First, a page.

working with animals

Do you love pets?

If you are an animal lover with at least fifteen years caring for domestic pets, live-in pet sitting could be the ideal job for you!

In order to join our award-winning team, you need to answer yes to the following:

  • Do you have at least fifteen years’ experience caring for domestic pets. This can include caring for your own?
  • Are you a non-smoker?
  • Do you have your own transport and a clean driving license?
  • Are you active, since most of your assignments will include exercising dogs on a regular basis?
  • Are you honest, trustworthy and reliable?
  • Do you have pets of your own? they cannot accompany you on assignment)
  • Are you willing to travel and free of family commitments?
  • Are you level headed and able to cope in an emergency?
  • Are you willing to provide a police disclosure?
  • Are you a resident in the U.K and do you have a permanent U.K. address?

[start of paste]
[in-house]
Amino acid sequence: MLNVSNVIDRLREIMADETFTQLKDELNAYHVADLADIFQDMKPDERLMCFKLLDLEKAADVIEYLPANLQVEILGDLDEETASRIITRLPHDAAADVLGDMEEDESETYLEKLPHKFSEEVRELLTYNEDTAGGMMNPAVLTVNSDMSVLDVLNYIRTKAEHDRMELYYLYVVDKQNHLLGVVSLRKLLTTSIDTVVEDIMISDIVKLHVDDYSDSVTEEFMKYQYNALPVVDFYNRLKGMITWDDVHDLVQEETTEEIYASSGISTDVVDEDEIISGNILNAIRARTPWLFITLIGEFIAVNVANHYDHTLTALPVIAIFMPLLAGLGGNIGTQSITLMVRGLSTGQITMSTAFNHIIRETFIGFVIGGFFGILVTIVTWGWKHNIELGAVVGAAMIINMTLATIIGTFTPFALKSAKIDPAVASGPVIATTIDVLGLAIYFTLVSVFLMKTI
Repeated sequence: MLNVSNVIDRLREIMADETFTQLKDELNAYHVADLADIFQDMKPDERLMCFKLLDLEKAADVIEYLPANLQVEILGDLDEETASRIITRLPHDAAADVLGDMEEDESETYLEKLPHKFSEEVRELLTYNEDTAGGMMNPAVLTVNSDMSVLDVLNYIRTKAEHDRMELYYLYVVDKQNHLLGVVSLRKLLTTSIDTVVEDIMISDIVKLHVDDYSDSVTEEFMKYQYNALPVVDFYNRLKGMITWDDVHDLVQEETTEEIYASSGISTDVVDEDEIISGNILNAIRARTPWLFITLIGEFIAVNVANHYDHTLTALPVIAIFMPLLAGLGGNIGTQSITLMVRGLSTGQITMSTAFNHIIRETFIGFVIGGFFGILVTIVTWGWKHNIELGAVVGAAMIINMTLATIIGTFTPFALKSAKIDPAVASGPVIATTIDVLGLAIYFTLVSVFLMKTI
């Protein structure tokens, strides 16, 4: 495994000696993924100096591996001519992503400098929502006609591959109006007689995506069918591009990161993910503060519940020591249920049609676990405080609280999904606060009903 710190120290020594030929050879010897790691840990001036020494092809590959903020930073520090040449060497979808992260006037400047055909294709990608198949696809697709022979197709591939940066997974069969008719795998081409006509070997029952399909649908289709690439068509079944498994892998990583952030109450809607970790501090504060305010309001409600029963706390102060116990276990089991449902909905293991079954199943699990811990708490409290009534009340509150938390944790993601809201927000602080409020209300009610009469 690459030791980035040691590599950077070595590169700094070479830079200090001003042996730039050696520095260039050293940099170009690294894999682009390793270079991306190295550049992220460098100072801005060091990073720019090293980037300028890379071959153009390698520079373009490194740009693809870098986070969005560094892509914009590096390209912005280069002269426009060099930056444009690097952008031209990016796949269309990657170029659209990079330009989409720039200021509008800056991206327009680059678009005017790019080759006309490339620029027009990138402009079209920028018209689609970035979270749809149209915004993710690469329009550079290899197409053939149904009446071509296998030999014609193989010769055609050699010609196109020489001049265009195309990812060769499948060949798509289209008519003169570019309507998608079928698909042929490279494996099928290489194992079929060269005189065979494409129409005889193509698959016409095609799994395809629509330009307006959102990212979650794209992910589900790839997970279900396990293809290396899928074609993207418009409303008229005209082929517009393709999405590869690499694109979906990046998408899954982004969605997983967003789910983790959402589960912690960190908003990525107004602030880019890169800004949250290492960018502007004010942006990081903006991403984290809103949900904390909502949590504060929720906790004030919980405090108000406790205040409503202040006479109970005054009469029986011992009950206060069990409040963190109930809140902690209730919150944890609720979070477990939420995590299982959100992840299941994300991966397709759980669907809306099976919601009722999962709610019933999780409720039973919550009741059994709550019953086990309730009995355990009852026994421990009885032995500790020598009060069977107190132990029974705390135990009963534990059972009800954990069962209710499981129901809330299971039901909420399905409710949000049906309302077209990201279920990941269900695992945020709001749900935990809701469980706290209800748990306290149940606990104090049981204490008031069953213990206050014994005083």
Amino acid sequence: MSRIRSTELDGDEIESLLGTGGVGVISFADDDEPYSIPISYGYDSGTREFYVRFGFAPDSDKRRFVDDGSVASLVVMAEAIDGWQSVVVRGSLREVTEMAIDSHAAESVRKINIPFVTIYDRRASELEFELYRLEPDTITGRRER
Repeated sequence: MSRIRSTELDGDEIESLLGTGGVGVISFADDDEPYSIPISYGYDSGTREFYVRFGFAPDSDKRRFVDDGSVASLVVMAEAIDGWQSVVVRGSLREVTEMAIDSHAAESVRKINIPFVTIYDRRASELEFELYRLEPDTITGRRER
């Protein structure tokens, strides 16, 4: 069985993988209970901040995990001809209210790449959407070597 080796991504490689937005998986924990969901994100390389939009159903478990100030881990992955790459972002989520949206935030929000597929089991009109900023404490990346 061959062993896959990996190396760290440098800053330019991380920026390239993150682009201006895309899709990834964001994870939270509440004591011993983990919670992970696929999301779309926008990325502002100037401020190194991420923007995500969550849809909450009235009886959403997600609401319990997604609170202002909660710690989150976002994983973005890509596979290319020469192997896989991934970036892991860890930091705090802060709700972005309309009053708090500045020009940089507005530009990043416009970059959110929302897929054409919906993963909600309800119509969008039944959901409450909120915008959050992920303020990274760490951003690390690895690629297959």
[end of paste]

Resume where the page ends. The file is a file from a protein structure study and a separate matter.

If you have answered yes to all the above questions, we would love to hear from you.

Nina’s Nannies for Pets have a team of mature, responsible people working either alone, or as a couple.  Our priority is first and foremost the care and welfare of clients pets and maintaining home security.

Duties will include:

  • Maintaining home security at all times
  • Not exceeding three hours away from the client’s property (dog walking duties are not included in your three-hour leisure time)
  • Coping with emergencies as and when they arise
  • Administering medication when required
  • Keeping the pet’s routine
  • Watering client’s tubs, hanging baskets (although heavy gardening is not part of your job description)
  • Lots of tender loving care to the pets in your charge